Which home will sell for $100 million in 2014? 夏威夷房地产

Which home will sell for $100 million in 2014?

By: | CNBC Reporter and Editor

Source: Sotheby’s International Realty
The De Guigne Estate, Hillsborough, Calif.

At least a half dozen homes in America are priced at $100 million or more.

The question is which—if any—will actually sell for nine figures in 2014?

The $100 million sale seems to have become an annual rite of passage for the luxury real estate market since the end of the financial crisis, a number that seems to sum up both the rising wealth of the super rich and their growing appetite for trophy properties.

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In 2011, Yuri Milner bought a mansion in Los Altos Hills, Calif., for $100 million. In 2012, Stan Kroenke bought a $132.5 million Montana ranch. And this year, a mansion in Woodside, Calif., sold to an unnamed buyer for $117.5 million.

There is no shortage of homes officially listed for $100 million or more. And there are even more $100 million-plus “whisper listings”—homes that aren’t publicly on the market but are quietly seeking buyers at that price.

Yet most homes priced at $100 million or more end up selling at a fraction of that price. The Versace mansion in Miami, also known as Casa Casuarina, was on the market this year for $125 million. It sold at auction for $41.5 million. The Candy Spelling Estate in Bel-Air, Calif., was listed for $150 million, but sold to heiress Petra Eccelstone for $85 million.

Here are some of the candidates, and their likelihood to break the $100-million mark next year.

Copper Beech Farm, Greenwich, Conn. Asking Price: $140 million.
Copper Beech is a stunning piece of land, with 50 acres and 4,000 feet of water frontage, in one of America’s richest neighborhoods. But brokers say it’s mainly a development play, since the house is not all that spectacular. The question is whether a developer would be able to spend $100 million, build homes on the site and still make enough of a return.

Owlwood Estate in Holmby Hills, Calif. Unofficial Asking Price: $150 million.
California seems to be the land of $100 million sales recently, and this home could be a contender. It’s not officially listed, but brokers say the Tuscan estate, with 10 acres and a classic 12,000-square-foot mansion could well trade for nine figures.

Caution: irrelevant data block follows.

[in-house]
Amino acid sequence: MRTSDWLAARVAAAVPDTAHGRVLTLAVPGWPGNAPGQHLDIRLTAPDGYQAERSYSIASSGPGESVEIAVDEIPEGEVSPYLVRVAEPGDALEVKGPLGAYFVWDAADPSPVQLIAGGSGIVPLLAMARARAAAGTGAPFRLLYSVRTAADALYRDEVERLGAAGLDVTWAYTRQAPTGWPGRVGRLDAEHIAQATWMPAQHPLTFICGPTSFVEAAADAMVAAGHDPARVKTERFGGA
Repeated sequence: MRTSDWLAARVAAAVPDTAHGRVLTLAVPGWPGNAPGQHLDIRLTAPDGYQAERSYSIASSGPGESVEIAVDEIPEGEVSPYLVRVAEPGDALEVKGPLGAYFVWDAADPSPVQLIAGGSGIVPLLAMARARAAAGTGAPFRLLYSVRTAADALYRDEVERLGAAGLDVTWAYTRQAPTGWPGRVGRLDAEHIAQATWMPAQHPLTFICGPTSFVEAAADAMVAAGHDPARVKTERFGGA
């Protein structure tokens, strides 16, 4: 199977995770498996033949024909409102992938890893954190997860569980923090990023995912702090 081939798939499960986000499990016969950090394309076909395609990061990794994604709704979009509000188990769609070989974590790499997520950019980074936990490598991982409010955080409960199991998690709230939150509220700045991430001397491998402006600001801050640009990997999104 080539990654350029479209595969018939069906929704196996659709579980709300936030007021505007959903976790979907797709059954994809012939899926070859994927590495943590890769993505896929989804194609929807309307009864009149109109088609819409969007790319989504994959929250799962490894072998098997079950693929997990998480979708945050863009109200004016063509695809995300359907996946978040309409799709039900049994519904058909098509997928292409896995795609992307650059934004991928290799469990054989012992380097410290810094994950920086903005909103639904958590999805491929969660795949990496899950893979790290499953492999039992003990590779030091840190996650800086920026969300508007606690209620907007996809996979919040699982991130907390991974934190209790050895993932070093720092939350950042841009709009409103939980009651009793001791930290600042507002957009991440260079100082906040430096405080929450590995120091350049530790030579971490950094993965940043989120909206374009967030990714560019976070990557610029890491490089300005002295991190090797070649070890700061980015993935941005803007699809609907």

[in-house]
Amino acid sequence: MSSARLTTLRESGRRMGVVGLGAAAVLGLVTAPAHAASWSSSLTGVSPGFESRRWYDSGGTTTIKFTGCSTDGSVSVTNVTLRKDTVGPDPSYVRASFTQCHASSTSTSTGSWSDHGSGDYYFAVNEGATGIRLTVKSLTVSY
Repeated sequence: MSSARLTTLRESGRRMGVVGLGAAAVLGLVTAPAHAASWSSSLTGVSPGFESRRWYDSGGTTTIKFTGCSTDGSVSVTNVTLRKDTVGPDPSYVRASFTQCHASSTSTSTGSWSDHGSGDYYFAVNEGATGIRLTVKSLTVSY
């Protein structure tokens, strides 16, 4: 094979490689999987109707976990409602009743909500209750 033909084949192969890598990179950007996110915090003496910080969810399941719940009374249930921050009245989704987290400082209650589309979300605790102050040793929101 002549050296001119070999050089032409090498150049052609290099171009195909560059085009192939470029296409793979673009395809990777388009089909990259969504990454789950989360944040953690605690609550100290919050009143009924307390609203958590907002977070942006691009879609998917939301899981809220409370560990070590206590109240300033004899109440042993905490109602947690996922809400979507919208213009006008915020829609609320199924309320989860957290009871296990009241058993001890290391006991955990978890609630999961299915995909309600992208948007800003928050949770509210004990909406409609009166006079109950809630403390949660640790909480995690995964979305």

The de Guigne Estate, Hillsborough, Calif. List Price: $100 million.
This 47-acre property has been owned by the same family—the de Guignes—for more than 150 years. The 16,000-square-foot home and grounds are just 20 minutes from San Francisco, making it ideal for a newly minted tech billionaire or foreign buyer interested in a foothold in the tech world.

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Steve Cohen Duplex, New York City. List Price is $115 million.
Embattled hedge fund billionaire Steve Cohen is selling this massive duplex at One Beacon Court in Manhattan. The apartment spans about 9,000 square feet with double-height windows and big views of the city. There are more and more sky-high duplexes coming on the market in the city, but brokers say Cohen’s pad is a solid contender for a nine-figure sale.

The Residence at River House, New York City. List Price $130 million.
River House is an unusual offering, to say the least. It’s a five story building that currently serves as a private club and would need a huge investment to turn into a new private residence. But it’s a colossal 62,000 square feet and has a riverfront garden and 62-foot indoor swimming pool. Probably only a Middle East royal or a Russian oligarch would consider the purchase.

Crespi Hicks Estate, Dallas. List Price $135 million.
Private equity chief Tom Hicks is asking $135 million for his 25-acre estate in Dallas. It’s a unique property, with more than 40,000 square feet of living space. But breaking the $100 million would be a big leap in the Dallas market.

—By CNBC’s Robert Frank. Follow him on Twitter @robtfrank.


Australia among top destinations for Chinese property investors

SYDNEY – Australia has become one of the most popular destinations for Chinese property investors, with nearly A$6 billion ($5.42 billion) invested by Chinese buyers in the local real estate market in the last financial year, local media reported on Monday.



Australia among top destinations for Chinese property investors

Chinese rushing for overseas properties 


Australia among top destinations for Chinese property investors

Top 10 trading partners of the Chinese mainland 

Chinese nationals are estimated by some financial institutions to be buying around 12 percent of the country’s new homes, according to the Australian Broadcasting Corporation (ABC).

The Australian Federal Parliament’s House Economics Committee is reviewing the foreign investment laws amid fears that the local property market prices are being pushed up by overseas investors.

Kelly O’Dwyer, who chairs the House Economics Committee, told the Radio National Breakfast on Monday that the inquiry into foreign investment rules would determine whether they are still achieving the purpose, which ensures that overseas money adds to Australia’s housing stock and does not push up prices for locals.

A report by global financial services firm Credit Suisse predicted that by 2020, about 18 percent new Sydney homes would be bought by Chinese buyers while in Melbourne new home market, Chinese buyer would grow to 14 percent.